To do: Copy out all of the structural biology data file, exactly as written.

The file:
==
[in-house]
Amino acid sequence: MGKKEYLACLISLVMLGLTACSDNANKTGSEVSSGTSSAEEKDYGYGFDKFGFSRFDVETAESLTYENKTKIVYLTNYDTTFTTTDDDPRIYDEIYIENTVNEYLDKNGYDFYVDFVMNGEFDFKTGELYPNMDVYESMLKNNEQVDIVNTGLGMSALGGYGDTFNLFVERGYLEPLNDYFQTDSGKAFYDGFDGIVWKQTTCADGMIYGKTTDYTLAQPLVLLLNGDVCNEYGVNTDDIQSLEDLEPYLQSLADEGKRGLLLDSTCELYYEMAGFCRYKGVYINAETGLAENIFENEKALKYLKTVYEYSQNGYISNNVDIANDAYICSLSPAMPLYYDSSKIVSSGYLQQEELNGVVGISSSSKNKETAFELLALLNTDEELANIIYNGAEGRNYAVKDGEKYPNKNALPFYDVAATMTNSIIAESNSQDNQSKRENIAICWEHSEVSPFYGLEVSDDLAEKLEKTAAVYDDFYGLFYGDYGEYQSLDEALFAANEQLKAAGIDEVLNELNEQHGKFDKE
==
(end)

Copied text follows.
[in-house]
Amino acid sequence: MGKKEYLACLISLVMLGLTACSDNANKTGSEVSSGTSSAEEKDYGYGFDKFGFSRFDVETAESLTYENKTKIVYLTNYDTTFTTTDDDPRIYDEIYIENTVNEYLDKNGYDFYVDFVMNGEFDFKTGELYPNMDVYESMLKNNEQVDIVNTGLGMSALGGYGDTFNLFVERGYLEPLNDYFQTDSGKAFYDGFDGIVWKQTTCADGMIYGKTTDYTLAQPLVLLLNGDVCNEYGVNTDDIQSLEDLEPYLQSLADEGKRGLLLDSTCELYYEMAGFCRYKGVYINAETGLAENIFENEKALKYLKTVYEYSQNGYISNNVDIANDAYICSLSPAMPLYYDSSKIVSSGYLQQEELNGVVGISSSSKNKETAFELLALLNTDEELANIIYNGAEGRNYAVKDGEKYPNKNALPFYDVAATMTNSIIAESNSQDNQSKRENIAICWEHSEVSPFYGLEVSDDLAEKLEKTAAVYDDFYGLFYGDYGEYQSLDEALFAANEQLKAAGIDEVLNELNEQHGKFDKE